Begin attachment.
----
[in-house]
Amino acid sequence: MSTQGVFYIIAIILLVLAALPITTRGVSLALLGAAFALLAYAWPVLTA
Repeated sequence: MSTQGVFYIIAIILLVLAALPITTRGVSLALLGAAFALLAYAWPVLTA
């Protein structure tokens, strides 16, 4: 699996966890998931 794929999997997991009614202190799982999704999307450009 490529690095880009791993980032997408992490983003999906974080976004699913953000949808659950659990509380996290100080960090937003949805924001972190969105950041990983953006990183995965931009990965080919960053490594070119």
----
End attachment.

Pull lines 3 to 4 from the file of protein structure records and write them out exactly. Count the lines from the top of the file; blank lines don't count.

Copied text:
Repeated sequence: MSTQGVFYIIAIILLVLAALPITTRGVSLALLGAAFALLAYAWPVLTA
């Protein structure tokens, strides 16, 4: 699996966890998931 794929999997997991009614202190799982999704999307450009 490529690095880009791993980032997408992490983003999906974080976004699913953000949808659950659990509380996290100080960090937003949805924001972190969105950041990983953006990183995965931009990965080919960053490594070119």